When applied to the cinema, mise-en-scène refers to everything that appears before the camera and its arrangement—composition, sets, props, actors, costumes, and lighting. The “mise-en-scène”, along with the cinematography and editing of a film, influence the verisimilitude or believability of a film in the eyes of its viewers. The various elements of design help express a film’s vision by generating a sense of time and space, as well as setting a mood, and sometimes suggesting a character’s state of mind. “Mise-en-scène” also includes the composition, which consists of the positioning and movement of actors, as well as objects, in the shot. These are all the areas overseen by the director. One of the most important people that collaborates with the director is the production designer. These two work closely to perfect all of the aspects of the “mise-en-scène” a considerable amount of time before the actual photography even begins. The production designer is generally responsible for the general look of the movie, leading various departments that are in charge of individual sets, locations, props, and costumes, among other things.Andre Bazin, a well-known Frenchfilm critic and film theorist, describes the mise-en-scene aesthetic as emphasizing choreographed movement within the scene rather than through editing.
Because of its relationship to shot blocking, mise-en-scène is also a term sometimes used among professional screenwriters to indicate descriptive (action) paragraphs between the dialog.
An important element of "putting in the scene" is set design—the setting of a scene and the objects (props) visible in a scene. Set design can be used to amplify character emotion or the dominant mood, which has physical, social, psychological, emotional, economic and cultural significance in film. One of the most important decisions made by the production designer and director is deciding whether to shoot on location or on set. The main distinction between the two is that décor and props must be taken into consideration when shooting on set. However, shooting on set is more commonly done than shooting on location as a result of it proving to be more cost effective.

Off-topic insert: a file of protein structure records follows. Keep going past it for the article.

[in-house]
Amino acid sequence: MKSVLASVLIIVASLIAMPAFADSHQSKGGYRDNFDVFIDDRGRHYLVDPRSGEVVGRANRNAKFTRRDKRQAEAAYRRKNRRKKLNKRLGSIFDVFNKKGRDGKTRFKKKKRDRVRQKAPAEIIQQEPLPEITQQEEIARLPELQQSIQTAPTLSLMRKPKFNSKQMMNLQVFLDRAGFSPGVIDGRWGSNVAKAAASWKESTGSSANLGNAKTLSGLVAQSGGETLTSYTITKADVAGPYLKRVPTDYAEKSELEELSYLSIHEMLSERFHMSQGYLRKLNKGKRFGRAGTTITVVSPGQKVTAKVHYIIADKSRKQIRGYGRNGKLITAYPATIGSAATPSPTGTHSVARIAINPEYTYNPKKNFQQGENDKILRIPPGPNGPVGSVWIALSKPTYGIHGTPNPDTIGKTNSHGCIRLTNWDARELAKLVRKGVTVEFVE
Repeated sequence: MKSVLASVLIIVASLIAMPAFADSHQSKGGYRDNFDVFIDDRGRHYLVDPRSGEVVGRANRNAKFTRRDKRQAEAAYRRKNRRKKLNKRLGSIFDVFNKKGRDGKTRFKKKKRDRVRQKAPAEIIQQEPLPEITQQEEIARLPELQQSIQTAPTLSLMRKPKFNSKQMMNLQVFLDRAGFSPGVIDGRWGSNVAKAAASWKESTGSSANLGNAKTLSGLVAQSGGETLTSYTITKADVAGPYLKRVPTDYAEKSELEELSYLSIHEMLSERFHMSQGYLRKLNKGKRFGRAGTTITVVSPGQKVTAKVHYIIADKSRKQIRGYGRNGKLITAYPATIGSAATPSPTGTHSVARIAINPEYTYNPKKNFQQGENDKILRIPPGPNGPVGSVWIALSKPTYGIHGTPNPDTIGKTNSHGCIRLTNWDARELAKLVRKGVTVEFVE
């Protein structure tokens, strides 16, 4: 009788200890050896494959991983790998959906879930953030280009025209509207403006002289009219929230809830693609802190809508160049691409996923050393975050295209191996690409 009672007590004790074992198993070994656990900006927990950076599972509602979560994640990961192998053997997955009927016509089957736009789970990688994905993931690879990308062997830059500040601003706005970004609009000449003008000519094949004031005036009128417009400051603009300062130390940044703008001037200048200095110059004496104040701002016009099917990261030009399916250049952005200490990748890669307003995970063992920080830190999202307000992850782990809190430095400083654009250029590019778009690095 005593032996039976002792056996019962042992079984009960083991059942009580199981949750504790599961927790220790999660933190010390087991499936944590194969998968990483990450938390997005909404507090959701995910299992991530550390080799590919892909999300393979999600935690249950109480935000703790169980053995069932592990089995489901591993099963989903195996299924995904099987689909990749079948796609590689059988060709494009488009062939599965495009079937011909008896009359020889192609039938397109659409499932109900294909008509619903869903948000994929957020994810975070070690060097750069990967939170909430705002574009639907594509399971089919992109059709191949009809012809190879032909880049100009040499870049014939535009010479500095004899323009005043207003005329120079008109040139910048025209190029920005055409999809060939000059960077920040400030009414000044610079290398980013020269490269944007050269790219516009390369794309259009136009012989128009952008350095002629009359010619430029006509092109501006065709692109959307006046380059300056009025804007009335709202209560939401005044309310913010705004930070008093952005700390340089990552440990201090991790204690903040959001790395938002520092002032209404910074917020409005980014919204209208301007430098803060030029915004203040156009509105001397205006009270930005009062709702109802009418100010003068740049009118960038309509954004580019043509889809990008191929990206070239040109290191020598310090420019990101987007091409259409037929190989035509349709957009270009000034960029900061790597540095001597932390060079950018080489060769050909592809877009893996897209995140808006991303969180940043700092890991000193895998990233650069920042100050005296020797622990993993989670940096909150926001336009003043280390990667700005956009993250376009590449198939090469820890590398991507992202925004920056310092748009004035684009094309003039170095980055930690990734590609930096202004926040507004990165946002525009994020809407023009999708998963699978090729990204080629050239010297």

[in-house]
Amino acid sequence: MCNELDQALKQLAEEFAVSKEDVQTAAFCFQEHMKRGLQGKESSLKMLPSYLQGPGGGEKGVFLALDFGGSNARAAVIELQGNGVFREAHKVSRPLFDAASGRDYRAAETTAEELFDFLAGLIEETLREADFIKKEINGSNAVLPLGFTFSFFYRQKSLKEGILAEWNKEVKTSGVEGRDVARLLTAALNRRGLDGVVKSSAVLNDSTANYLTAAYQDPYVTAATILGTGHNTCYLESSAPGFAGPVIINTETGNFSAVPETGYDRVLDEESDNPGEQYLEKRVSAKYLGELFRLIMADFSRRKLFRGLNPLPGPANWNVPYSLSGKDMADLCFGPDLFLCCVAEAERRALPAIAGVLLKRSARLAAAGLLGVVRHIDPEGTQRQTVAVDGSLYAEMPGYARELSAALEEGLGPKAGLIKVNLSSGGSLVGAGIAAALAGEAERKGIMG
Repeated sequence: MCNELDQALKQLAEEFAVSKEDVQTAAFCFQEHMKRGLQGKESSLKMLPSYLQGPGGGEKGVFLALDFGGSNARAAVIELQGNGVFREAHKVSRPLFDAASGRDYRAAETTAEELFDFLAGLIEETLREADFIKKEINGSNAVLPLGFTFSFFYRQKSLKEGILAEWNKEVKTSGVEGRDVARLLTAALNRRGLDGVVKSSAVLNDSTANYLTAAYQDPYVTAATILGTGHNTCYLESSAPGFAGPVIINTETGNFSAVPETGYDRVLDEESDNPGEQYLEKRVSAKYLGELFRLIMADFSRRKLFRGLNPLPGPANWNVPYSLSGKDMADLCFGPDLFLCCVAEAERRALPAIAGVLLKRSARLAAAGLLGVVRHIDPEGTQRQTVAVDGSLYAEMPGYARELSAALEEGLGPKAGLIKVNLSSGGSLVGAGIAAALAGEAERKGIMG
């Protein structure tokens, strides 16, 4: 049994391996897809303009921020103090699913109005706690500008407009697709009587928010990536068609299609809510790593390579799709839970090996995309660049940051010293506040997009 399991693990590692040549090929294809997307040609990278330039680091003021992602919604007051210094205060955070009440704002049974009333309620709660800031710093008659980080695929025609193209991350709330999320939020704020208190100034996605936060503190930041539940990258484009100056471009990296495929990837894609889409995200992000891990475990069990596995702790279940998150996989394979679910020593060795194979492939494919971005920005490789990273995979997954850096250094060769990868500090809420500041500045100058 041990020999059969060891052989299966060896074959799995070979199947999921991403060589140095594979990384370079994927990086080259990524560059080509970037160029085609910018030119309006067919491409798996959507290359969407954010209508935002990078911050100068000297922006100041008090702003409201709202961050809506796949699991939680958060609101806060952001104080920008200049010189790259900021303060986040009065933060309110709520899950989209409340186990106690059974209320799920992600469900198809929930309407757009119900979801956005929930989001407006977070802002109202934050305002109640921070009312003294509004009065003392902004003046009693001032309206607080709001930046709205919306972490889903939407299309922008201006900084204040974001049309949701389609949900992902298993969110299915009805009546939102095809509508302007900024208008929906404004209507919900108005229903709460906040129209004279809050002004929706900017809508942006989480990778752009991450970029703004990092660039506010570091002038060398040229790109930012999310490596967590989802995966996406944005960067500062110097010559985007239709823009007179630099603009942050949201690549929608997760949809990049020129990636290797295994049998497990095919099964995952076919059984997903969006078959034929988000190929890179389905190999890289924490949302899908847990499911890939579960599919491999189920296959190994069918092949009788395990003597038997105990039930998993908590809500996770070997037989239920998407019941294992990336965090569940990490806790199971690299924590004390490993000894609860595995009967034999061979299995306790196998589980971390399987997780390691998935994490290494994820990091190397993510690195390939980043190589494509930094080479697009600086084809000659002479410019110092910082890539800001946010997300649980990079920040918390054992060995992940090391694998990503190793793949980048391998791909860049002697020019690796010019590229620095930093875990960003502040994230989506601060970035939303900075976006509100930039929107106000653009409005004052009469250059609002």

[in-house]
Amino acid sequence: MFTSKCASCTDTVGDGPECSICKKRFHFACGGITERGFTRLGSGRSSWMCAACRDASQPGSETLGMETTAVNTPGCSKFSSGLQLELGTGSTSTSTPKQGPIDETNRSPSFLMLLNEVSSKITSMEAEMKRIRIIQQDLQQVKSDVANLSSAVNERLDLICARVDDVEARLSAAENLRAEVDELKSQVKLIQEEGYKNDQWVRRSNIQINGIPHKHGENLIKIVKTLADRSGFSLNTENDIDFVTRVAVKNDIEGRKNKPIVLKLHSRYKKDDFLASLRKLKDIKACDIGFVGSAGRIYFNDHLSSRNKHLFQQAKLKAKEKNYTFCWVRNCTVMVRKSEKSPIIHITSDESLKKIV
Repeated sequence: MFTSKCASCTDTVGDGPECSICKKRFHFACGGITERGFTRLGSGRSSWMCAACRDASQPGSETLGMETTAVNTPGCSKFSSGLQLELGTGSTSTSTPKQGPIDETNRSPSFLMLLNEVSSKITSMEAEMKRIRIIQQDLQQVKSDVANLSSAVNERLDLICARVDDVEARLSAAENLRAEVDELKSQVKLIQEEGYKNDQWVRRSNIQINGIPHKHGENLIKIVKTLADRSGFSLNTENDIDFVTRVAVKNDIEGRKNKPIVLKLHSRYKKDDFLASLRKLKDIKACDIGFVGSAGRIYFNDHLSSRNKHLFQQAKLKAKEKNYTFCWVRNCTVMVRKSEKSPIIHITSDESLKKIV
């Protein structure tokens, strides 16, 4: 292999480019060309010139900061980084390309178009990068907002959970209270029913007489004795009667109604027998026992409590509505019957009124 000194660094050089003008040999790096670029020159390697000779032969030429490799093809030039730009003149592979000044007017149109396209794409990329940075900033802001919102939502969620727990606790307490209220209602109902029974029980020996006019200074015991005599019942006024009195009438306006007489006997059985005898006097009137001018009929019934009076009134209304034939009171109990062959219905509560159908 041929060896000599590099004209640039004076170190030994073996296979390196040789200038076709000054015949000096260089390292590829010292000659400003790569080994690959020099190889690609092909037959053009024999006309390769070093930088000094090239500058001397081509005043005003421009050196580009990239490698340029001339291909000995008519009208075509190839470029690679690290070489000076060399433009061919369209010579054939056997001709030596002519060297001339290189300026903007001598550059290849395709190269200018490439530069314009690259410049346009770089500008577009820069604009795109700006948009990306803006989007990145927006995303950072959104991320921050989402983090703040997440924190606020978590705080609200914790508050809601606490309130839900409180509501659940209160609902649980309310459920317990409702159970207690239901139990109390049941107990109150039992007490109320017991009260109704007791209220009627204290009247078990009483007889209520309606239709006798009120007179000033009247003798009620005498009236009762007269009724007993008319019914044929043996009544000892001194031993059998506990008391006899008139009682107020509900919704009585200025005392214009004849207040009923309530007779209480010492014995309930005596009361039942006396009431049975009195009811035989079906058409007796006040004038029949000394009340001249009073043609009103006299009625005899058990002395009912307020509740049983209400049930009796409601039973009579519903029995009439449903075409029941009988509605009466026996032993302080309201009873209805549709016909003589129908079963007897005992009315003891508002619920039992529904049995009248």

The intensity, direction, and quality of lighting can influence an audience’s understanding of characters, actions, themes and mood. Light (and shade) can emphasize texture, shape, distance, mood, time of day or night, season, glamour; it affects the way colors are rendered, both in terms of hue and depth, and can focus attention on particular elements of the composition. Highlights, for example, call attention to shapes and textures, while shadows often conceal things, creating a sense of mystery or fear. For this reason, lighting must be thoroughly planned in advance to ensure its desired effect on an audience. Cinematographers are a large part of this process, as they coordinate the camera and the lighting.
The representation of space affects the reading of a film. Depth, proximity, size and proportions of the places and objects in a film can be manipulated through camera placement and lenses, lighting, set design, effectively determining mood or relationships between elements in the story world.
The organization of objects, actors and space within the frame. One of the most important concepts with the regard to the composition of a film is maintaining a balance of symmetry. This refers to having an equal distribution of light, colour, and objects and/or figures in a shot. Unbalanced composition can be used to emphasize certain elements of a film that the director wishes to be given particular attention to. This tool works because audiences are more inclined to pay attention to something off balance, as it may seem abnormal. Where the director places a character can also vary depending on the importance of the role.
Costume simply refers to the clothes that characters wear. Using certain colors or designs, costumes in narrative cinema are used to signify characters or to make clear distinctions between characters.
There is enormous historical and cultural variation in performance styles in the cinema. In the early years of cinema, stage acting and film acting were difficult to differentiate, as most film actors had previously been stage actors and therefore knew no other method of acting. Eventually, early melodramatic styles, clearly indebted to the 19th century theater, gave way in Western cinema to a relatively naturalistic style. This more naturalistic style of acting is largely influenced by Constantin Stanislavski’s theory of method acting, which involves the actor fully immersing themselves in their character.
Bordwell, David; Thompson, Kristin (2010). "Chapter 6 – The Shot: Mise-en-Scène". Film Art: An Introduction (9th ed.). New York: McGraw–Hill. pp. 175–228. ISBN978-0-07-122057-6. OCLC456179577. Also OCLC690437186. Has a concise definition of mise-en-scène.